The funniest thing is that all this time, I thought I was right! This makes me want to go back and reknit things so that I can pick up the stitches correctly. Well, not really. But from here on out, I will.
I'm working on the body of the top-down raglan. I really love the Spud & Chloe yarn; I'm glad I gave it a second chance. The more I think about it, the more I realize the sock yarn I am alluding to is really not responsible for my dislike. I'm pretty sure the culprit was the size 1 needles I was insisting on using even though it felt terrible. Note to self: frog the socks that have sat untouched for who knows how long and use it, but not on size 1's! When I started the body, I thought I was a 0 ease kind of gal, but as I'm trying it on every couple of inches I am realizing that I am indeed a negative ease gal. How much negative ease? That is yet to be determined. I guess I will just have to make another sweater to find out! For now I am accepting this sweater for what it is and enjoying the learning process : )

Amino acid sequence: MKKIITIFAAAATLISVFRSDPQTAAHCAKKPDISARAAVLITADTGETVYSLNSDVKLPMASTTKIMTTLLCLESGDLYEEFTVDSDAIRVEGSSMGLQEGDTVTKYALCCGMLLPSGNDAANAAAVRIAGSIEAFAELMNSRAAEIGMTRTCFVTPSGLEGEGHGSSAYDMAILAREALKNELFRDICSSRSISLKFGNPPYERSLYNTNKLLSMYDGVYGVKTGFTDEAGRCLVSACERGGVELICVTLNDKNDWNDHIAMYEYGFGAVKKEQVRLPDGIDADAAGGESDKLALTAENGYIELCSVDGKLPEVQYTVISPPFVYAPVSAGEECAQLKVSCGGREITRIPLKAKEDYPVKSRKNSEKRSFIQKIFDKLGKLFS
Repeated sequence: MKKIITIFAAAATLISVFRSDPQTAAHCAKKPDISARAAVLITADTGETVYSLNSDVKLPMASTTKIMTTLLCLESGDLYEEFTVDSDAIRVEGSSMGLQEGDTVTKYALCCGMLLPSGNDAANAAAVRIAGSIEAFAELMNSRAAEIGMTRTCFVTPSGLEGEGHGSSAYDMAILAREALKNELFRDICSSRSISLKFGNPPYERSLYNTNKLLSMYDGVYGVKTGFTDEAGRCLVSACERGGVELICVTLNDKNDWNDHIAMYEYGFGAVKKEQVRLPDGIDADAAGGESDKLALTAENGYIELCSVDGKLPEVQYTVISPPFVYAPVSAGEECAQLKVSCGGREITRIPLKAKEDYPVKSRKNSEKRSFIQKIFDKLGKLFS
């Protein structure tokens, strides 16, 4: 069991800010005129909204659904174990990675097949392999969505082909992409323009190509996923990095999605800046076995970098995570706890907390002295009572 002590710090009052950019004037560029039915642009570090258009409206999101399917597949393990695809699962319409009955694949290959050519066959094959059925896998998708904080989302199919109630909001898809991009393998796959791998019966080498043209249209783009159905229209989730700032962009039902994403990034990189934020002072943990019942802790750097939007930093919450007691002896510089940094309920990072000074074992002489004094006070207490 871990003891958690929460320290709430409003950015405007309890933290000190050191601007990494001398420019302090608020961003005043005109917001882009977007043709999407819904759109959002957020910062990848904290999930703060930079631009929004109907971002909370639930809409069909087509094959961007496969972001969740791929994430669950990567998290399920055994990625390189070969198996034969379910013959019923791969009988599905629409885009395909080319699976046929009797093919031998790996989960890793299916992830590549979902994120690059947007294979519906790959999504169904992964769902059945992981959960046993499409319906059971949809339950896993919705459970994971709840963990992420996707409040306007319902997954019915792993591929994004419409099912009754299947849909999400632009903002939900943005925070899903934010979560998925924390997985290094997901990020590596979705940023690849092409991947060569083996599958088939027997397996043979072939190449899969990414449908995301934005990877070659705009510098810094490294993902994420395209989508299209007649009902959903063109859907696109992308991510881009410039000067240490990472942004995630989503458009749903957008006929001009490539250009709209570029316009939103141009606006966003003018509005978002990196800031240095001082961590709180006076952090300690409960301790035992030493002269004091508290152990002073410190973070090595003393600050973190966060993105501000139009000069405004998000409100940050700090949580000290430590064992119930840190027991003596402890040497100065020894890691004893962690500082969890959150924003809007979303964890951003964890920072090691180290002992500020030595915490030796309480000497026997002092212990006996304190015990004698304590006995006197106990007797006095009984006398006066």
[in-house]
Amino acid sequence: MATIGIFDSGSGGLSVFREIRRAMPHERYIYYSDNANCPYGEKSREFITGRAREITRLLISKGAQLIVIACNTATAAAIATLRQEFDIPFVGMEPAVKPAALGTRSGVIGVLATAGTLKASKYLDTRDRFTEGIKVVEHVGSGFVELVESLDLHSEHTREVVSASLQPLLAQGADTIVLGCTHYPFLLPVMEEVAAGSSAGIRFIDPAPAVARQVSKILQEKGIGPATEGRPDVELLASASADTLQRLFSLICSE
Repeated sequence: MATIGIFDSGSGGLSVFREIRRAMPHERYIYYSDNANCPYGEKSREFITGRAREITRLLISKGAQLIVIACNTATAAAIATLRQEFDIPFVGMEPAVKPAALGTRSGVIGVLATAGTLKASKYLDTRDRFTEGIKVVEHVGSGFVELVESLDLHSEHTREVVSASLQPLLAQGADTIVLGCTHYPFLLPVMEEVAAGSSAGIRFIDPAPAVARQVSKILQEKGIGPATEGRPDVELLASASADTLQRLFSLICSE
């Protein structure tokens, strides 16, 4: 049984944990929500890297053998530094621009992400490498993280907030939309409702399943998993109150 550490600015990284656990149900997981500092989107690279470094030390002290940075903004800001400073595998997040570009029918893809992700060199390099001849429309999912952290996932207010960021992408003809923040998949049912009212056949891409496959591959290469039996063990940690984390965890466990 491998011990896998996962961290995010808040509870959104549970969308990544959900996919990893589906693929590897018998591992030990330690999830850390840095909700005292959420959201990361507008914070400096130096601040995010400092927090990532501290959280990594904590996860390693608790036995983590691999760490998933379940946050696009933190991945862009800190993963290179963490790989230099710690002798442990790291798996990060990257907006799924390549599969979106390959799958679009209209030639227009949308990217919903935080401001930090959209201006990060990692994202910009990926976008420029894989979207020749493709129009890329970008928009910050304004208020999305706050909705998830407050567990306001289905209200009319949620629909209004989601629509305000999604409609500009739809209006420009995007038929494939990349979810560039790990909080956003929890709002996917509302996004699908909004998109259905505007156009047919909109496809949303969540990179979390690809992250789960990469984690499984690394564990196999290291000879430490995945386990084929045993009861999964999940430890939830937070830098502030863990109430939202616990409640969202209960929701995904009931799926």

I am trucking along on my top-down raglan and loving it. I finished my first skein and it's time to start a new one. I decided that instead of joining my yarn in one of the two ways I have made up, that maybe it's about time that I learn the proper way. So I searched YouTube for a knitting tutorial and found one. What I learned was beyond simple and I actually already knew it, I just wasn't applying what I knew at the right time. The secret to joining the yarn is to do so at the beginning of the row (or round in this case), then you just weave in the ends when you're done! Duh! Why did this take me so long to figure out?